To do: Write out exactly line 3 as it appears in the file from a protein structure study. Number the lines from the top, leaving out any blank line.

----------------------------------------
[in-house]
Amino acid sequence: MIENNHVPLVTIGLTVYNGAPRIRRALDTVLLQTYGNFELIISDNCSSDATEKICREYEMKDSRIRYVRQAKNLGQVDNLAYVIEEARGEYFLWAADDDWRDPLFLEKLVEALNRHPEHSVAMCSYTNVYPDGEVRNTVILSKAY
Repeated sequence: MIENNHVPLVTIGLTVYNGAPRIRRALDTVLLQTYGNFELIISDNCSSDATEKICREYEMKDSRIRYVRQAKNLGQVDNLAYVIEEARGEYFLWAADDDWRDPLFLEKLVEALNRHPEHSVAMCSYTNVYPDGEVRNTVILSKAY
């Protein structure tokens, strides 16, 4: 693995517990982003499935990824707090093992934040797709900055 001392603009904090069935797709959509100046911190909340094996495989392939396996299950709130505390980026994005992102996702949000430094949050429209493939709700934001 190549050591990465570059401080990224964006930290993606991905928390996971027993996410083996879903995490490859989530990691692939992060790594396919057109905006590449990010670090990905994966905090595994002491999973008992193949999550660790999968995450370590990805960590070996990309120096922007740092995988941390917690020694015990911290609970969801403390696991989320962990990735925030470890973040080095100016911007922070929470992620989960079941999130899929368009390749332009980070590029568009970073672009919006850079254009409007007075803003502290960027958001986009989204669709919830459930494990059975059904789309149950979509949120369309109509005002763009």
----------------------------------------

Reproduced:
Repeated sequence: MIENNHVPLVTIGLTVYNGAPRIRRALDTVLLQTYGNFELIISDNCSSDATEKICREYEMKDSRIRYVRQAKNLGQVDNLAYVIEEARGEYFLWAADDDWRDPLFLEKLVEALNRHPEHSVAMCSYTNVYPDGEVRNTVILSKAY